Wednesday, June 11, 2014
I enjoyed this essay, by John Haldane, called "Francis, Benedict, and MacIntyre," which is up at Ethika Politica. Here is a taste:
MacIntyre shares with Benedict and Francis three central beliefs: first, that contemporary Western culture is at sea when it comes to thinking about the foundations of morality; second, that it is characterised by a pervasive relativism; and third, that this relativism is not only “cognitive” but is also affective and practical.
I want to end this short discussion by suggesting that there is a fourth belief that unites the Popes and the philosopher . . .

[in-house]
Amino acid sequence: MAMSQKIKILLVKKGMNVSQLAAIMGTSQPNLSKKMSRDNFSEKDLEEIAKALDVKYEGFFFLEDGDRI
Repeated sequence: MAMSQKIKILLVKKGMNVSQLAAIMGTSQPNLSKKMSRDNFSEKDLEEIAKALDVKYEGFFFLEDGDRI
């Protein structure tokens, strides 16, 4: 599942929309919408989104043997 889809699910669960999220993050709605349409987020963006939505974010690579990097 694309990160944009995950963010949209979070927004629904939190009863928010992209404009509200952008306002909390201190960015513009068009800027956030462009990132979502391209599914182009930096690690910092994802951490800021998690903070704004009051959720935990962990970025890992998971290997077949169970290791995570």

The fourth belief is that to persuade those with whom one is in wholesale disagreement about the nature and content of morality it is not enough simply to state one’s position, or even to argue rationally for it; one has also to expose the confusions and contradictions involved in the thought of the other side. . . .